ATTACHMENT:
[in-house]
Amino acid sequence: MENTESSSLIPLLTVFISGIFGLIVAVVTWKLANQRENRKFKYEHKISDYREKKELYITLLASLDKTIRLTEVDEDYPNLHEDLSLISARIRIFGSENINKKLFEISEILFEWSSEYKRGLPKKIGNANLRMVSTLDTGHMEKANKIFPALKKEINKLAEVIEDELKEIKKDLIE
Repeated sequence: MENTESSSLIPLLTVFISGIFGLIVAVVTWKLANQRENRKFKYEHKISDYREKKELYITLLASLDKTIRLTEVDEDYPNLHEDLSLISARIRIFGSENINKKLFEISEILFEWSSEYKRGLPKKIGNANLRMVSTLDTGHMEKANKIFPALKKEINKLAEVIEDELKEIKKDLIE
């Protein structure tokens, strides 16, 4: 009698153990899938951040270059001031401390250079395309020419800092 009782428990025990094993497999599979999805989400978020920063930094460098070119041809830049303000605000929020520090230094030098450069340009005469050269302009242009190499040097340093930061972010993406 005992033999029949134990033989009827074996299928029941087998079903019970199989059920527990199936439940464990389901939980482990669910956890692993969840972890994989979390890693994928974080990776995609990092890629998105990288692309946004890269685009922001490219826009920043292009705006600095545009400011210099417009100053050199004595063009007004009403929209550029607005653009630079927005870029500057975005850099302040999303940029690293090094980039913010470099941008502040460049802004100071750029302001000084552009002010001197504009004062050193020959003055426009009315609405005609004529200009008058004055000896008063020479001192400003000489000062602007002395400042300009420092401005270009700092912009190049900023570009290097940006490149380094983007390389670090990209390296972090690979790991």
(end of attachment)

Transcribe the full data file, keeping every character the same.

[in-house]
Amino acid sequence: MENTESSSLIPLLTVFISGIFGLIVAVVTWKLANQRENRKFKYEHKISDYREKKELYITLLASLDKTIRLTEVDEDYPNLHEDLSLISARIRIFGSENINKKLFEISEILFEWSSEYKRGLPKKIGNANLRMVSTLDTGHMEKANKIFPALKKEINKLAEVIEDELKEIKKDLIE
Repeated sequence: MENTESSSLIPLLTVFISGIFGLIVAVVTWKLANQRENRKFKYEHKISDYREKKELYITLLASLDKTIRLTEVDEDYPNLHEDLSLISARIRIFGSENINKKLFEISEILFEWSSEYKRGLPKKIGNANLRMVSTLDTGHMEKANKIFPALKKEINKLAEVIEDELKEIKKDLIE
């Protein structure tokens, strides 16, 4: 009698153990899938951040270059001031401390250079395309020419800092 009782428990025990094993497999599979999805989400978020920063930094460098070119041809830049303000605000929020520090230094030098450069340009005469050269302009242009190499040097340093930061972010993406 005992033999029949134990033989009827074996299928029941087998079903019970199989059920527990199936439940464990389901939980482990669910956890692993969840972890994989979390890693994928974080990776995609990092890629998105990288692309946004890269685009922001490219826009920043292009705006600095545009400011210099417009100053050199004595063009007004009403929209550029607005653009630079927005870029500057975005850099302040999303940029690293090094980039913010470099941008502040460049802004100071750029302001000084552009002010001197504009004062050193020959003055426009009315609405005609004529200009008058004055000896008063020479001192400003000489000062602007002395400042300009420092401005270009700092912009190049900023570009290097940006490149380094983007390389670090990209390296972090690979790991």